The old adage holds true: Timing is everything. I believe that even the right dream, or right person, or right place can be wrong if they come to you at the wrong time.
I read in my devotions this morning about Moses, who sensed early in his life God calling him to right the wrongs done against his people. So he acted rashly on righteous impulses and killed an Egyptian who was beating a Hebrew slave. He then fled and spent forty years herding sheep in the desert. Was the calling wrong? Clearly not, as he eventually led a couple million people out of slavery. When the call came the second time, he had been humbled, and only when he felt unworthy was he truly ready.
It is true for us, too, I see now. Ten years ago, I got a glimpse of what a sailing life might entail and my heart was set aglow. Two years ago, Katie Rose, the boat we almost bought, sailed away, and with it, my dreams of living aboard. I was sure we had let our destiny float off without us. We obviously weren’t ready. When Jay came home last December and said, “I found the boat,” he caught me off-guard. When we decided to do it, I was petrified. But the timing was right.
We’ve been dockside for four months. We were fixing, learning, acclimating. And only now has the time come to begin doing the thing of which we’ve been dreaming. It’s our time for firsts: first sail out of the Manatee River, first reefing in strong wind, first time dropping the anchor, first night “on the hook”, first leaps off the bow and swims through “the tunnel,” first expedition to an island, first edible fish caught. It’s just like I thought it was going to be. The kids are loving it, and Jay and I are still sitting on a moonlit deck after they go to bed incredulous that we actually did it. I admit to feeling impatient sometimes, but I now see the wisdom in waiting, in going slowly and taking it one step at a time.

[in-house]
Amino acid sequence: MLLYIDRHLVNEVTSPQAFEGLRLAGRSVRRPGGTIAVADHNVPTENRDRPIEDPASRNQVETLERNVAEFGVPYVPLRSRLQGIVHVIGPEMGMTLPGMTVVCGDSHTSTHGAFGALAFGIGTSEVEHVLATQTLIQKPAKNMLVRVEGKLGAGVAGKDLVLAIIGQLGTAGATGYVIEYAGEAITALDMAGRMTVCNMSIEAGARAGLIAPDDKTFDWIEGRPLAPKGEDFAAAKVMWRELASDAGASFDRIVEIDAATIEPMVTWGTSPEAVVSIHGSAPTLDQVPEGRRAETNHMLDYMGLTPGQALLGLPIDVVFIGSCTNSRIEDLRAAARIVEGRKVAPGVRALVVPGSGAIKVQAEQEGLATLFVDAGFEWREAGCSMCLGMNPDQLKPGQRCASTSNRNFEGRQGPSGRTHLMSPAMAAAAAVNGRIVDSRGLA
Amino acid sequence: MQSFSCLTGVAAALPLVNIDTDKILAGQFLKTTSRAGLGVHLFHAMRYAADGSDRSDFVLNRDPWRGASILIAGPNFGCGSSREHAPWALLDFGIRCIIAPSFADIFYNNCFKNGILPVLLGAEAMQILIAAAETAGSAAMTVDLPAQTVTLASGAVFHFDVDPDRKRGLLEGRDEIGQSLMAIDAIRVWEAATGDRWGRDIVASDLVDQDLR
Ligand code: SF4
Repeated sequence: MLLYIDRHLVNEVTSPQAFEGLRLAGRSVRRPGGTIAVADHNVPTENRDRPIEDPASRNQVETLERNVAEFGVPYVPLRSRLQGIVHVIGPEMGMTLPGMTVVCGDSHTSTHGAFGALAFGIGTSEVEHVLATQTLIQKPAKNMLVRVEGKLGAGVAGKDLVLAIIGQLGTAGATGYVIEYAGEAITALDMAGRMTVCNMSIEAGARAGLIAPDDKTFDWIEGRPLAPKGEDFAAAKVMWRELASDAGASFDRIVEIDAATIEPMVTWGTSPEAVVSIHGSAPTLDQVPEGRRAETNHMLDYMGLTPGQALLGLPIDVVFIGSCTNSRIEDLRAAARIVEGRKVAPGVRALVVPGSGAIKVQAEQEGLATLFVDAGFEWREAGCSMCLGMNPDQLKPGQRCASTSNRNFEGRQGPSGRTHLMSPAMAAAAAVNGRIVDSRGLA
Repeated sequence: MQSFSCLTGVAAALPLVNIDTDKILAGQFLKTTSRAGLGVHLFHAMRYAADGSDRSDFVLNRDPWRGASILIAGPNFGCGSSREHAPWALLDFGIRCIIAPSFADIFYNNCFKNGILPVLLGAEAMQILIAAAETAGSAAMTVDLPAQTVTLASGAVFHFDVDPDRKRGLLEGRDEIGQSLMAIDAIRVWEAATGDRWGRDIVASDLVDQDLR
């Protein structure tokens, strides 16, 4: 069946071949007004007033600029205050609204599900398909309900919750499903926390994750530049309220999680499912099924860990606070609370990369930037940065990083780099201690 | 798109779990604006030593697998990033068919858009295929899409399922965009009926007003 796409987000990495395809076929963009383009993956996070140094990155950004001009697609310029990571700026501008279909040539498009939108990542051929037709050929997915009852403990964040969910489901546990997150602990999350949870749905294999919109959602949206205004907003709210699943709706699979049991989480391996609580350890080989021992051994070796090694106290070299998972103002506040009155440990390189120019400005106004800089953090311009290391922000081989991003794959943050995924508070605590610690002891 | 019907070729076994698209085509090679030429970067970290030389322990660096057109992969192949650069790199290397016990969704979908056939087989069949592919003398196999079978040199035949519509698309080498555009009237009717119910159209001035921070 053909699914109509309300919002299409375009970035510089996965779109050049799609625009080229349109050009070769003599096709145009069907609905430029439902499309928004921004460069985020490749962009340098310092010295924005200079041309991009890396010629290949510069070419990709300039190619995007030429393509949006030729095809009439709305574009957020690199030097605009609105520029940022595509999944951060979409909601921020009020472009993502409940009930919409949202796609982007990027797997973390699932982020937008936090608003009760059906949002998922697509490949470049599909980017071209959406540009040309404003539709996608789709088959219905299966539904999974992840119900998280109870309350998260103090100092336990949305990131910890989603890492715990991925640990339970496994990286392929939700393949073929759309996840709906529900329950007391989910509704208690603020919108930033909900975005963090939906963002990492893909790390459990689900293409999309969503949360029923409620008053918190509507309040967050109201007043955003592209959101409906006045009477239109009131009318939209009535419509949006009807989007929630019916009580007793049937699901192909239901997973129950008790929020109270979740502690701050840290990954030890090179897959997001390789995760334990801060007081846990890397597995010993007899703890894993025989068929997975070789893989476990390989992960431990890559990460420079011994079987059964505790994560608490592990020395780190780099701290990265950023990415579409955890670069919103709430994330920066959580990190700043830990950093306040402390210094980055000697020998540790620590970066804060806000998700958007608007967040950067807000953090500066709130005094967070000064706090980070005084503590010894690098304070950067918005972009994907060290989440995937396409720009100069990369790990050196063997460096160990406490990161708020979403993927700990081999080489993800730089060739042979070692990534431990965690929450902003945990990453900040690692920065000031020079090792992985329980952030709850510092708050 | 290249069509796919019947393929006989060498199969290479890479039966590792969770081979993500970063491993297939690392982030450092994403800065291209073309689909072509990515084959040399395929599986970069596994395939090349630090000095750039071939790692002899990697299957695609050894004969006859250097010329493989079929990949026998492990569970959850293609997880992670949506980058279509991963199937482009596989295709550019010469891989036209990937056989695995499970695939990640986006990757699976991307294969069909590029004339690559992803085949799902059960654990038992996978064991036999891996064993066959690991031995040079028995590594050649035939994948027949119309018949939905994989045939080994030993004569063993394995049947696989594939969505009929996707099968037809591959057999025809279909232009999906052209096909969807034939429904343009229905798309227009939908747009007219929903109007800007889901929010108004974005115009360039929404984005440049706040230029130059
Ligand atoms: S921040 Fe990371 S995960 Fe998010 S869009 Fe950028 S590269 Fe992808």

In a larger sense, the timing is right, too: many of the people who live their dreams of cruising do so after raising a family, after successful careers, after most of their time and energy have been poured into a land-life. The people who sailed away on Katie Rose were old and pudgy. Although that sounds critical, I myself will be old and pudgy before too long and that is exactly my point. In some ways it’s harder to do this now, to take a risk when we have small children, when our income goes mostly toward house payments and grocery bills. But in many ways it is easier: presumably we have a lot of time and energy left, the children will benefit from a simpler, more adventurous life, and we are young enough that we still feel almost invincible but not so young that we don’t recognize and try to avoid danger. And with times being uncertain, learning to live more self-sufficiently doesn’t sound so bad, either.
I think I understand just a bit of what Moses felt when he heard the call. When I first stepped aboard Katie Rose, I heard a quiet voice saying, “this is your future home.” It was almost audible—my heart was pounding and I felt a little clammy. But my immediate response was, “No way!” Since we didn’t end up living aboard that particular boat, did I miss or misunderstand the call? I think not; I just wasn’t ready. Am I now? Are we humbled enough by the daunting task ahead of us to be truly ready? All we have are a dream, a boat, a willingness to work, and a belief that Someone bigger than us has a bigger plan.
I close with the second stanza of a favorite poem, Sea Fever by John Masefield:
I must go down to the seas again, for the call of the running tide
Is a wild call and a clear call that may not be denied;
And all I ask is a windy day with the white clouds flying,
And the flung spray and the blown spume, and the sea-gulls crying.